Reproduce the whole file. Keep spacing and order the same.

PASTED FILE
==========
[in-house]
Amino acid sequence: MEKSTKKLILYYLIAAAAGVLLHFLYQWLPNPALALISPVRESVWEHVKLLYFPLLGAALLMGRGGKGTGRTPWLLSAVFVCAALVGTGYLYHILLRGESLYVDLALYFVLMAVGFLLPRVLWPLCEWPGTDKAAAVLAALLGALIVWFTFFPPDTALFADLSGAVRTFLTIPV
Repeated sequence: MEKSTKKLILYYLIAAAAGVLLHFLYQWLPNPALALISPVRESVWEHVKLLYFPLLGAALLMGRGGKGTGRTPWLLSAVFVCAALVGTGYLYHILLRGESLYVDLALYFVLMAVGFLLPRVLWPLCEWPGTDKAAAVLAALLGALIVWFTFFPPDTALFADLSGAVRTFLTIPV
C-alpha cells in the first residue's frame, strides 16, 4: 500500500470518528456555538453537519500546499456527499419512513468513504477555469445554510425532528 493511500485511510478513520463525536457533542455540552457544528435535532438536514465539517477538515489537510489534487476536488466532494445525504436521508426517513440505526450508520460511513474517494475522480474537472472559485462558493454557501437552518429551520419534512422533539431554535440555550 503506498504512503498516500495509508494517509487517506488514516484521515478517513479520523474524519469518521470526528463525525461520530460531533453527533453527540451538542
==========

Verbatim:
[in-house]
Amino acid sequence: MEKSTKKLILYYLIAAAAGVLLHFLYQWLPNPALALISPVRESVWEHVKLLYFPLLGAALLMGRGGKGTGRTPWLLSAVFVCAALVGTGYLYHILLRGESLYVDLALYFVLMAVGFLLPRVLWPLCEWPGTDKAAAVLAALLGALIVWFTFFPPDTALFADLSGAVRTFLTIPV
Repeated sequence: MEKSTKKLILYYLIAAAAGVLLHFLYQWLPNPALALISPVRESVWEHVKLLYFPLLGAALLMGRGGKGTGRTPWLLSAVFVCAALVGTGYLYHILLRGESLYVDLALYFVLMAVGFLLPRVLWPLCEWPGTDKAAAVLAALLGALIVWFTFFPPDTALFADLSGAVRTFLTIPV
C-alpha cells in the first residue's frame, strides 16, 4: 500500500470518528456555538453537519500546499456527499419512513468513504477555469445554510425532528 493511500485511510478513520463525536457533542455540552457544528435535532438536514465539517477538515489537510489534487476536488466532494445525504436521508426517513440505526450508520460511513474517494475522480474537472472559485462558493454557501437552518429551520419534512422533539431554535440555550 503506498504512503498516500495509508494517509487517506488514516484521515478517513479520523474524519469518521470526528463525525461520530460531533453527533453527540451538542